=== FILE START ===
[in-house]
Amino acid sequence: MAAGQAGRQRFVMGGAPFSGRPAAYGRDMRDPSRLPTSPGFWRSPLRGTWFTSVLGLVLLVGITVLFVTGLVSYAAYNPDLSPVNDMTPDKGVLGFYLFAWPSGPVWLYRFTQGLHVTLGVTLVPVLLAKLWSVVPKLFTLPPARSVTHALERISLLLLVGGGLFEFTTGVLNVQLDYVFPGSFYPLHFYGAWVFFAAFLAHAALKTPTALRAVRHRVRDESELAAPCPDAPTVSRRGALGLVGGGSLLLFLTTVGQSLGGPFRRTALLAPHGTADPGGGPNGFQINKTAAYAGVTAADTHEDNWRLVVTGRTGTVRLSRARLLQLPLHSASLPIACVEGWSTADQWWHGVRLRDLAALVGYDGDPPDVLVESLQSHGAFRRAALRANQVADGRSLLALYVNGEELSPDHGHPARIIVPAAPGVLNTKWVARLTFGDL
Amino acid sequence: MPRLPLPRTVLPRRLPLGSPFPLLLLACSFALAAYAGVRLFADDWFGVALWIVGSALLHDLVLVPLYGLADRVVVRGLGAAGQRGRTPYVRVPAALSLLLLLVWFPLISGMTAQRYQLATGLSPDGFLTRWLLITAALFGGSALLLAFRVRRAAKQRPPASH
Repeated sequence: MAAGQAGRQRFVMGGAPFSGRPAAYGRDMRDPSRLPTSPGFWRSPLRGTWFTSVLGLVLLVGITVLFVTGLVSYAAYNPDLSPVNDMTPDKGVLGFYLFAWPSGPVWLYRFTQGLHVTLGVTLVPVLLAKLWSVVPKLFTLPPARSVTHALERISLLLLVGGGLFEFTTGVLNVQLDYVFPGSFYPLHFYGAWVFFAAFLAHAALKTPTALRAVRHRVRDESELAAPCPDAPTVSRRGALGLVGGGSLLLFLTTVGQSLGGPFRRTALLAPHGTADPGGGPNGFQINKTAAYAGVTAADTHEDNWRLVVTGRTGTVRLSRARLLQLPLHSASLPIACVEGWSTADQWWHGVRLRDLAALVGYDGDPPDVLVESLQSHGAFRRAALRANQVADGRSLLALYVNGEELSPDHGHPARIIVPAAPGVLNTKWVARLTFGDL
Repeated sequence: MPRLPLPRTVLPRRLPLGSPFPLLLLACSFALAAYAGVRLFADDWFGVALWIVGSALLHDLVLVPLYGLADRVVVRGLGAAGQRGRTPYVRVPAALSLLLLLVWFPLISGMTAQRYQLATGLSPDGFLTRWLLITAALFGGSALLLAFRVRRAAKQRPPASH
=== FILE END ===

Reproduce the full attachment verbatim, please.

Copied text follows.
[in-house]
Amino acid sequence: MAAGQAGRQRFVMGGAPFSGRPAAYGRDMRDPSRLPTSPGFWRSPLRGTWFTSVLGLVLLVGITVLFVTGLVSYAAYNPDLSPVNDMTPDKGVLGFYLFAWPSGPVWLYRFTQGLHVTLGVTLVPVLLAKLWSVVPKLFTLPPARSVTHALERISLLLLVGGGLFEFTTGVLNVQLDYVFPGSFYPLHFYGAWVFFAAFLAHAALKTPTALRAVRHRVRDESELAAPCPDAPTVSRRGALGLVGGGSLLLFLTTVGQSLGGPFRRTALLAPHGTADPGGGPNGFQINKTAAYAGVTAADTHEDNWRLVVTGRTGTVRLSRARLLQLPLHSASLPIACVEGWSTADQWWHGVRLRDLAALVGYDGDPPDVLVESLQSHGAFRRAALRANQVADGRSLLALYVNGEELSPDHGHPARIIVPAAPGVLNTKWVARLTFGDL
Amino acid sequence: MPRLPLPRTVLPRRLPLGSPFPLLLLACSFALAAYAGVRLFADDWFGVALWIVGSALLHDLVLVPLYGLADRVVVRGLGAAGQRGRTPYVRVPAALSLLLLLVWFPLISGMTAQRYQLATGLSPDGFLTRWLLITAALFGGSALLLAFRVRRAAKQRPPASH
Repeated sequence: MAAGQAGRQRFVMGGAPFSGRPAAYGRDMRDPSRLPTSPGFWRSPLRGTWFTSVLGLVLLVGITVLFVTGLVSYAAYNPDLSPVNDMTPDKGVLGFYLFAWPSGPVWLYRFTQGLHVTLGVTLVPVLLAKLWSVVPKLFTLPPARSVTHALERISLLLLVGGGLFEFTTGVLNVQLDYVFPGSFYPLHFYGAWVFFAAFLAHAALKTPTALRAVRHRVRDESELAAPCPDAPTVSRRGALGLVGGGSLLLFLTTVGQSLGGPFRRTALLAPHGTADPGGGPNGFQINKTAAYAGVTAADTHEDNWRLVVTGRTGTVRLSRARLLQLPLHSASLPIACVEGWSTADQWWHGVRLRDLAALVGYDGDPPDVLVESLQSHGAFRRAALRANQVADGRSLLALYVNGEELSPDHGHPARIIVPAAPGVLNTKWVARLTFGDL
Repeated sequence: MPRLPLPRTVLPRRLPLGSPFPLLLLACSFALAAYAGVRLFADDWFGVALWIVGSALLHDLVLVPLYGLADRVVVRGLGAAGQRGRTPYVRVPAALSLLLLLVWFPLISGMTAQRYQLATGLSPDGFLTRWLLITAALFGGSALLLAFRVRRAAKQRPPASH